Between September 1990 and December 1993, 9,608 consecutive adults underwent symptom-limited treadmill testing at the Cleveland Clinic Foundation. Ruling out CAD, following up patients with known CAD and preoperative evaluation were the most common indications for exercise testing. To be eligible for this study, patients had to have undergone coronary angiography within 90 days of exercise testing and had to have no history of prior invasive cardiac procedures, congestive heart failure, cardiomyopathy, valvular heart disease, congenital heart disease or preexcitation syndrome. An additional exclusion criteria was failure to augment SBP by at least 10 mm Hg above their resting standing blood pressure; this was designed to limit selection bias related to a greater likelihood of severe CAD associated with a hypotensive or markedly blunted blood pressure response to exercise. None of the patients excluded for this reason had a normal ST segment response. All subjects gave informed consent before treadmill testing.
Before treadmill testing, structured interviews and chart reviews yielded data on symptoms, medications, coronary risk factors, previous cardiac events and a number of cardiac and noncardiac diagnoses (9). Patients with a resting SBP >140 mm Hg or a resting diastolic blood pressure >90 mm Hg, or treatment with antihypertensive medications, were defined as having resting hypertension (10). Vital signs including weight were obtained by direct measurement. All these data, as well as stress test data, were entered prospectively on-line into a computerized database.
The Bruce or modified Bruce standard protocols were used for symptom-limited treadmill testing during which leaning on handrails was explicitly not allowed (11,12). With each stage of exercise and recovery (first 3 min), data on symptoms, rhythm, heart rate, blood pressure (by indirect arm-cuff sphygmomanometry), workload in metabolic equivalents (METs) and ST segment changes were collected and entered on-line. Blood pressures were measured by mercury column sphygmomanometry with values recorded to the nearest millimeter. Because each patient had only one exercise test, reproducibility could not be formally tested. Exercise capacity in METs was estimated from standard published tables (12). Patients were credited with the appropriate time-based proportion of the estimated METs, if the final stage of exercise was not completed. Per laboratory protocol, exercise could be stopped for marked (>2.5 mm) ST segment depression, exercise SBP >250 mm Hg and ventricular tachycardia.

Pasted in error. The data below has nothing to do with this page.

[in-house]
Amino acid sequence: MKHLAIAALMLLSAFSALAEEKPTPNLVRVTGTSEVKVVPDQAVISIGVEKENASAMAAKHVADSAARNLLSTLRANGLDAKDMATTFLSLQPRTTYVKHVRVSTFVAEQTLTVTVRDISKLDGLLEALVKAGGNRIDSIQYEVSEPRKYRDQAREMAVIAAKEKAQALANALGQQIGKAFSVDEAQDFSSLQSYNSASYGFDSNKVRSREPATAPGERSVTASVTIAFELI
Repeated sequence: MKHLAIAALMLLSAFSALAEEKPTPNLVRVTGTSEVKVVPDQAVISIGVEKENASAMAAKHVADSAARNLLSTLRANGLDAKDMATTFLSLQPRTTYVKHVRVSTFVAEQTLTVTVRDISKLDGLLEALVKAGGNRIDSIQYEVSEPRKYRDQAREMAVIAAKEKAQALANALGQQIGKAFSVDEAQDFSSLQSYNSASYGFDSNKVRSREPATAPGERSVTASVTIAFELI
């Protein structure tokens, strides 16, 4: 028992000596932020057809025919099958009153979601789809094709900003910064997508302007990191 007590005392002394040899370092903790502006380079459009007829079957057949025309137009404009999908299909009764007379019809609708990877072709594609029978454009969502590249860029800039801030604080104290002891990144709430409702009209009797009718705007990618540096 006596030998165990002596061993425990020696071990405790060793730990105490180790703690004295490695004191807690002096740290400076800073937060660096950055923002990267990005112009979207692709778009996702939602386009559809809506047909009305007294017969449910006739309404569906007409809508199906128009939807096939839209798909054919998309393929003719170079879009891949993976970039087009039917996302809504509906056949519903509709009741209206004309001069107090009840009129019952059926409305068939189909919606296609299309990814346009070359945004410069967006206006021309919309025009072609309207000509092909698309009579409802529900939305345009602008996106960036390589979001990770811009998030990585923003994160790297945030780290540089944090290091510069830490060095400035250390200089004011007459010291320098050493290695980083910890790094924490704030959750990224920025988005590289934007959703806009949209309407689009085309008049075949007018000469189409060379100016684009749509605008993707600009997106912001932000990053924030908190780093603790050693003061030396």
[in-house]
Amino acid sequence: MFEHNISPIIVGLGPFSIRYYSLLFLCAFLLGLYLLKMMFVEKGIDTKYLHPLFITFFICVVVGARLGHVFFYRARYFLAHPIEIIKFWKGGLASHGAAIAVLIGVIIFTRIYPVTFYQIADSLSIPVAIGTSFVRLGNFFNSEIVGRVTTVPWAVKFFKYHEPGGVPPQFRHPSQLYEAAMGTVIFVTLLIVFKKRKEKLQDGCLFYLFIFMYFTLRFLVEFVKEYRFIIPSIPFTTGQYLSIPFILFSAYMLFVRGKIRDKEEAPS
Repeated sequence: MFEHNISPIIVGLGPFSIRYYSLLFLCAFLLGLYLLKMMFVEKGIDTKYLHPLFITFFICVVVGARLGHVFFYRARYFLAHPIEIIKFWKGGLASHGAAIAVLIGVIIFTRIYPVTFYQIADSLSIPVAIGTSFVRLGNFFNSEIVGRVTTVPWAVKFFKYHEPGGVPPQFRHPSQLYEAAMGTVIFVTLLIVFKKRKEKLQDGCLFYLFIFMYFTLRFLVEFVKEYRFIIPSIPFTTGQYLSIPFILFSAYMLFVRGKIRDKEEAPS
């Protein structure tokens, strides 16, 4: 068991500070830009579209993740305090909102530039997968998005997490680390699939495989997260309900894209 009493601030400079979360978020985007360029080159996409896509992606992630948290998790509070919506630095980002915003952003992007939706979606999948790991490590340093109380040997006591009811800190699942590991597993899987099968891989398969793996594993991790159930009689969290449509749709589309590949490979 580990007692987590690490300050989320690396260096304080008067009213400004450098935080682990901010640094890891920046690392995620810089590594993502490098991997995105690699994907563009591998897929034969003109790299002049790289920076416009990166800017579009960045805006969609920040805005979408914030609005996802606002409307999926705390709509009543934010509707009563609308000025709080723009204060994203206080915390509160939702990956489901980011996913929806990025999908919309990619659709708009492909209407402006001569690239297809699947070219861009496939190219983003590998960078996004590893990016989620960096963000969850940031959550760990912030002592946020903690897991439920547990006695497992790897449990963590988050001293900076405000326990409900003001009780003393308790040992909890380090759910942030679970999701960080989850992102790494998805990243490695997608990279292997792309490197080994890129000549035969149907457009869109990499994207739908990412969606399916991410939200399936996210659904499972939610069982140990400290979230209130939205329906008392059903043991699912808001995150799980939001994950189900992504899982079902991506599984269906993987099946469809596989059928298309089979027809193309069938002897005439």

Coronary angiograms were interpreted semiquantatively without exercise hemodynamic data available to those reading the coronary angiograms. Any coronary disease was defined as >50% diameter stenosis in a proximal or middle coronary artery or major branch. Severe coronary disease was defined as: 1) >50% diameter stenosis of the left main coronary artery; 2) three-vessel disease with >70% diameter stenosis in each major coronary artery system; or 3) two-vessel disease with >70% diameter stenosis of the proximal left anterior descending coronary artery.